Oslo, Norway Makes 3D Printing an Integral Part of Future Urban Planning with 3D Printed Model of City
If you visit the Agency for Planning and Building Services in Oslo, you’ll see the results of the agency’s monumental effort to create a complex, small-scale model of the Norwegian city. The 3D printed model replaces a previous, decade-old, conventionally produced 3D model that needed to be updated. However, updating the earlier model would have been an expensive undertaking. A 3D printed solution was proposed in 2012 but the progress was slow. The agency had purchased an A3 3D printer but lacked the expertise to use it and there simply weren’t that many examples of successful projects similar to what agency team members aspired to.
Finally, in early 2014, the eight-member team picked up the pace. Development of the 2D basemap, which became a direct reference for the eventual 3D printed model, began in earnest. The basemap was used to isolate the city of Oslo into sectors. Existing structures, areas where projects were underway, and future development projects were included in the 3D model.
The 3D printed model of Oslo, which covers an area of 34.8 km2 within the city’s central area, is divided into 360 blocks of around A3 DIN size (standard sizing for drawings, diagrams, and large tables). Overall, the 3D printed model measures 7.6m x 4.5m. The scale is 1:1,000.
The 3D model was printed using two 3D Systems ZPrinter 650 3D printers. It was assembled on a wooden platform. Every block is detachable; that is, you can pull it out of the larger model for closer examination. This segmented approach makes it much easier and clearly less expensive to update the model when necessary. Each of the blocks or segments is comprised of different layers of data compiled in ZEdit Pro by Portland, Oregon-based Peak Solutions.
The main portions of each block consist of a terrain model, 2D cartographic information, and 3D buildings. The terrain models are based on LIDAR (Light Detection and Ranging) data, remote sensing used to examine the surface of the Earth, which is adjusted to smooth out terrain and eliminate height or gap issues that might otherwise occur in the 3D printed model.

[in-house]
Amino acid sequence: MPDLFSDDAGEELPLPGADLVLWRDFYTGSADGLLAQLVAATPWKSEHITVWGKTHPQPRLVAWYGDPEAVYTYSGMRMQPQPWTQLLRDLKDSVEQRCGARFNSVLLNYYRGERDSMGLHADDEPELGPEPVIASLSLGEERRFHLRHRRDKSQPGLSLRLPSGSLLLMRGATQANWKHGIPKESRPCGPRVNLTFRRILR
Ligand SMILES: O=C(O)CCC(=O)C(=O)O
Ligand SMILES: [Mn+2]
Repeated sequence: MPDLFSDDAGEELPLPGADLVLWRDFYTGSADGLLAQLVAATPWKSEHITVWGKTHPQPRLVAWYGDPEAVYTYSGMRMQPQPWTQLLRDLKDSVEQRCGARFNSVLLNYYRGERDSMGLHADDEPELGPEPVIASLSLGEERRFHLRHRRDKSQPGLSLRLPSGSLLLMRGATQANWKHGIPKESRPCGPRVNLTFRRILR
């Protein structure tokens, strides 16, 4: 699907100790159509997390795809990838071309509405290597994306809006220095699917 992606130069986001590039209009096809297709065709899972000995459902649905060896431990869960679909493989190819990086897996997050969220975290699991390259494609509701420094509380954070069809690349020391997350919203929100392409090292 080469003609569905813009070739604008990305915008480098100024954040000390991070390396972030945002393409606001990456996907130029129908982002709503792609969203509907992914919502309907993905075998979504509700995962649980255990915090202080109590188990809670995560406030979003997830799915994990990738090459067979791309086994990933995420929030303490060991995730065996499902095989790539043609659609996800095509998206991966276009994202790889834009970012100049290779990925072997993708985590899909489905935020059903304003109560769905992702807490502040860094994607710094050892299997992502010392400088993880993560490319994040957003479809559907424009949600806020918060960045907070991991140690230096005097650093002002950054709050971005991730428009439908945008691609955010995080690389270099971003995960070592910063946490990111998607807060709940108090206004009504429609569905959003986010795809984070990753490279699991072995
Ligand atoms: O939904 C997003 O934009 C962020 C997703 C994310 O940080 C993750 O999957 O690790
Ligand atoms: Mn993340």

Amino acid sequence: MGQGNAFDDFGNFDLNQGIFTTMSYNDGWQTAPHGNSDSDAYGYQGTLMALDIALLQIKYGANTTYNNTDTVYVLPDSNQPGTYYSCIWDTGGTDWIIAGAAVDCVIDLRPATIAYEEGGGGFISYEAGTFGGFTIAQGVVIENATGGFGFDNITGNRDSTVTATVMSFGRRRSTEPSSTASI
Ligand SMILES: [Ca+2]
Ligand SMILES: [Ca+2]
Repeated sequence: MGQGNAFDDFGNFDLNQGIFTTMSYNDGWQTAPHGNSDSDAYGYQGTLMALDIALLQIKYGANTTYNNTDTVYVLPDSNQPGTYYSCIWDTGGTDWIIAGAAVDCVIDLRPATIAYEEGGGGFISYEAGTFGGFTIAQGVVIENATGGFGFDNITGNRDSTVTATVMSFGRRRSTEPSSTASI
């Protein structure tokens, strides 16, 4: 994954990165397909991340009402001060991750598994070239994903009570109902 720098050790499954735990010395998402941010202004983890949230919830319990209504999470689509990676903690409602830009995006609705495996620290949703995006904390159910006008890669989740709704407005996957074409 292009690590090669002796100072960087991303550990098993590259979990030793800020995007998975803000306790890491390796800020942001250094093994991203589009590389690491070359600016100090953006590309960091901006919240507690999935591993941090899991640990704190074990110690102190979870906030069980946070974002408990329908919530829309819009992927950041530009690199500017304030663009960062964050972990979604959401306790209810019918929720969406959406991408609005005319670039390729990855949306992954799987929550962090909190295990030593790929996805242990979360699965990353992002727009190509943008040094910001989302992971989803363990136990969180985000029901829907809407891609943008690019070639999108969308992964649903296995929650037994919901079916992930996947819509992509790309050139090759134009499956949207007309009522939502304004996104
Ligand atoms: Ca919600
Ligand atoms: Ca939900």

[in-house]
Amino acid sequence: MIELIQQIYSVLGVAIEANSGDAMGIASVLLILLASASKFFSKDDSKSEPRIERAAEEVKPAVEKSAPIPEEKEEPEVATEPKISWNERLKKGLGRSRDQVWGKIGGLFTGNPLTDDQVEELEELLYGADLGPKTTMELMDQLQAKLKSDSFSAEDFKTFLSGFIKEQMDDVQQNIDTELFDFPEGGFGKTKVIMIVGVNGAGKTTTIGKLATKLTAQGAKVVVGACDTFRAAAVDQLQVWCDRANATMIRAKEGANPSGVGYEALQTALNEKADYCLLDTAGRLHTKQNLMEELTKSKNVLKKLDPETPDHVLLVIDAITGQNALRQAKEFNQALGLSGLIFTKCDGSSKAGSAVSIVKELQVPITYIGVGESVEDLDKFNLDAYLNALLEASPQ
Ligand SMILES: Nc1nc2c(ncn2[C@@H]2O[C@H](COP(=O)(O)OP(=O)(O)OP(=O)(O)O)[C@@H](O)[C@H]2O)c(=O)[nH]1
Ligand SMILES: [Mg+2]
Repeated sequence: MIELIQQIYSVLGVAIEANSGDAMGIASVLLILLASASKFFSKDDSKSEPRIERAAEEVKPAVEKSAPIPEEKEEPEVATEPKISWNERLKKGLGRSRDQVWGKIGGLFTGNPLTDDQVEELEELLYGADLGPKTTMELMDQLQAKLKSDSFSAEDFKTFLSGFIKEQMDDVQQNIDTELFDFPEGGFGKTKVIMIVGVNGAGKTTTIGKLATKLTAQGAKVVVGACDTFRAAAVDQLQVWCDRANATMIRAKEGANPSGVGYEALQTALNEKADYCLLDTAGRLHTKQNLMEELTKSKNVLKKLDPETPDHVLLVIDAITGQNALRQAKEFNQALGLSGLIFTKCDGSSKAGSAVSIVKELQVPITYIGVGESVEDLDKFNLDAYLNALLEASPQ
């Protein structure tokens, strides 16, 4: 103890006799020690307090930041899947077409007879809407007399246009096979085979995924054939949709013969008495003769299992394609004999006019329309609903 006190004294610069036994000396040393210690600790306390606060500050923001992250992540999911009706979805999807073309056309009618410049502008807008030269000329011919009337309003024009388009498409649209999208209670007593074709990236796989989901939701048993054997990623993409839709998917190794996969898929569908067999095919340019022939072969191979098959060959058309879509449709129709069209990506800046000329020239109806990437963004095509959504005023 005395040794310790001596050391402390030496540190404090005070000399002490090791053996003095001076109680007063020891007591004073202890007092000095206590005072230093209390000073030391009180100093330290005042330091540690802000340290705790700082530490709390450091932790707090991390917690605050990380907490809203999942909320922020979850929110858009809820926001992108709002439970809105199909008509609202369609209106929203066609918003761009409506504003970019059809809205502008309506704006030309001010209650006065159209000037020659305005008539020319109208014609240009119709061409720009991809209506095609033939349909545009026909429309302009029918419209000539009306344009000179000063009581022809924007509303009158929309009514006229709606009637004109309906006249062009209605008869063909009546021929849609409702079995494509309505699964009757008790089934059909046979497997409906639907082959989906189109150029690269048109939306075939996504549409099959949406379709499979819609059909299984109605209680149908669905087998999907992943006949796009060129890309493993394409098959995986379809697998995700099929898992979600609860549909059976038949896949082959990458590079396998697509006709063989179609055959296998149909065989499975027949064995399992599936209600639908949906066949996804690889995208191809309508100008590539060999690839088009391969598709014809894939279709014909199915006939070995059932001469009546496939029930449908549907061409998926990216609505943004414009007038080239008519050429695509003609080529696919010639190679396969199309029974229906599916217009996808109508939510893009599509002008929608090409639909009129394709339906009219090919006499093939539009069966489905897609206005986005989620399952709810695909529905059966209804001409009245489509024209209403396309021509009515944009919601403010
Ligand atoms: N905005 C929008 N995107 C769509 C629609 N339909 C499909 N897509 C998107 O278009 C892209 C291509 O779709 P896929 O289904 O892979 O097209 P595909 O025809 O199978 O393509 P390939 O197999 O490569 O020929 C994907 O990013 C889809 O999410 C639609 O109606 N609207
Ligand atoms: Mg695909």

One of the major benefits of using the ZPrinter 650 is the ability to print in full color. Designers used XFactor (First Interactive AS) and GISLINE (Norkart AS) to convert the 3D polylines. Autodesk’s 3D Studio Max was used to create the buildings within the future development areas; to do this, designers consulted urban plans made available by Oslo’s Department of Urban Planning.
Putting it all together once the necessary data was aggregated was no small feat. The team used ZEdit Pro, which enables users of 3D mechanical CAD software to verify and ensure that geometric data is printable, even with files that were not intended to be 3D printed. With ZEdit Pro the model designers could apply colors, labels, and texture maps. The software doesn’t automatically interpret the SOSI (geospatial vector data format) and the data was so extensive that the project team had to invent some fixes in lieu of appropriate software. They improvised rather ingeniously, developing and producing a custom-made, laser-cut wooden frame upon which each block or segment from the overall 3D printed model was placed. Once the blocks were put in place, elevation variances in the terrain were eliminated. This also meant they could use less printer material and the individually printed blocks were lighter. Another cost-saving method was employed: Holes in the bottom surface of each block meant that all excess material could be extruded and reused.
When the 3D printing got underway, six members of the team rotated between building and printing blocks, which gave them all task and experience variety. Two of the other project members worked in support capacity and performed tasks like laser cutting and data conversion.
The largest exclusively 3D printed model in the country, it is displayed in the lobby of the agency where it serves as an interactive information platform. Moreover, it is an invaluable aid to urban planning.
“One of the team’s future goals,” said Oslo’s Agency for Planning and Building Services, “is to make smaller 3D models that will not be permanent, but mobile and can be used in different public space such as libraries, or in events such as architectural exhibitions.”
Let us know what you think in the 3D Printed Oslo forum thread over at 3DPB.com. Check out the video below of the process.[Source: 3ddeconference.com]
You May Also Like
4-Axis 3D Printing Enables Tubular Implants with Controllable Mechanical Properties
Disease and other trauma can cause hollow, tubular human tissues, like the trachea, intestine, bone, and blood vessels, to be negatively affected by long-segmental defects. Autologous grafts can help fix...
Off to the Races: Stratasys and Team Penske Renew 3D Printing Motorsports Partnership
Back in 2017, 3D printing leader Stratasys and Team Penske—a top INDYCAR, NASCAR , and IMSA SportsCar racing team—formed a multi-year technical partnership in order to give all of the...
Modular Heat Exchanger Made via 3D Printed Molds
You may recognize the name Brett Turnage from the amazingly detailed 3D printed RC cars and motorcycles he makes. But Turnage, founder of BTI LLC, has moved up and is...
Microwave Electronic Circuits Made via Low-Cost 3D Printer & Plastic Filament
In the electronics industry, 3D printing has been used to fabricate sensors, stretchable electronics, and conformal electronics, and to make waveguide devices and antennas for microwave devices. That’s because the...
View our broad assortment of in house and third party products.